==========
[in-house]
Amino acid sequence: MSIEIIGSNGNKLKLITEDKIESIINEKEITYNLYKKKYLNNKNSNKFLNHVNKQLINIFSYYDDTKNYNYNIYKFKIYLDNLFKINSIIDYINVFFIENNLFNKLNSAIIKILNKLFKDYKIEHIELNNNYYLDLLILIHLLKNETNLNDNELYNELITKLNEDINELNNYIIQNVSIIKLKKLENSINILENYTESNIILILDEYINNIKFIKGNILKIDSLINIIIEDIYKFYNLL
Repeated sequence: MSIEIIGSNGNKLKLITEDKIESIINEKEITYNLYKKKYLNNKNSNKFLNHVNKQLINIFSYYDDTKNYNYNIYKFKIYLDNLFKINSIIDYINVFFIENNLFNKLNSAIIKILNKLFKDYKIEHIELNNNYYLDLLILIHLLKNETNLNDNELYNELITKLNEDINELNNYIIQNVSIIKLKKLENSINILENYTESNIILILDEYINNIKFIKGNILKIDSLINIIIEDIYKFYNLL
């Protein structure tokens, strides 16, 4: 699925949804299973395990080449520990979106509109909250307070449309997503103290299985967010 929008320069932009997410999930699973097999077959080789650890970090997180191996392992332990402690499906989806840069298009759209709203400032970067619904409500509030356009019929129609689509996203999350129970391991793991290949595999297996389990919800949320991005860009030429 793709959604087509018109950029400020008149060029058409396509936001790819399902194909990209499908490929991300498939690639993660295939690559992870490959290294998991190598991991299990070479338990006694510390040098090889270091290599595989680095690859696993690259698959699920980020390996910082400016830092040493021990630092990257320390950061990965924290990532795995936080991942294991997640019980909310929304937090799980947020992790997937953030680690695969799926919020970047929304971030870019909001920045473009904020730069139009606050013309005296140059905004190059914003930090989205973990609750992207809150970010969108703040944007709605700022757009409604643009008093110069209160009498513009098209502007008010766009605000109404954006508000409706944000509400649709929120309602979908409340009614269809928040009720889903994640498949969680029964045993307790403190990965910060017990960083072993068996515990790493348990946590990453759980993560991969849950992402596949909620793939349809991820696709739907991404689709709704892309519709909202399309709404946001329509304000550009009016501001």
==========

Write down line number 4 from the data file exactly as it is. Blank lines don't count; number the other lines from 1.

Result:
């Protein structure tokens, strides 16, 4: 699925949804299973395990080449520990979106509109909250307070449309997503103290299985967010 929008320069932009997410999930699973097999077959080789650890970090997180191996392992332990402690499906989806840069298009759209709203400032970067619904409500509030356009019929129609689509996203999350129970391991793991290949595999297996389990919800949320991005860009030429 793709959604087509018109950029400020008149060029058409396509936001790819399902194909990209499908490929991300498939690639993660295939690559992870490959290294998991190598991991299990070479338990006694510390040098090889270091290599595989680095690859696993690259698959699920980020390996910082400016830092040493021990630092990257320390950061990965924290990532795995936080991942294991997640019980909310929304937090799980947020992790997937953030680690695969799926919020970047929304971030870019909001920045473009904020730069139009606050013309005296140059905004190059914003930090989205973990609750992207809150970010969108703040944007709605700022757009409604643009008093110069209160009498513009098209502007008010766009605000109404954006508000409706944000509400649709929120309602979908409340009614269809928040009720889903994640498949969680029964045993307790403190990965910060017990960083072993068996515990790493348990946590990453759980993560991969849950992402596949909620793939349809991820696709739907991404689709709704892309519709909202399309709404946001329509304000550009009016501001």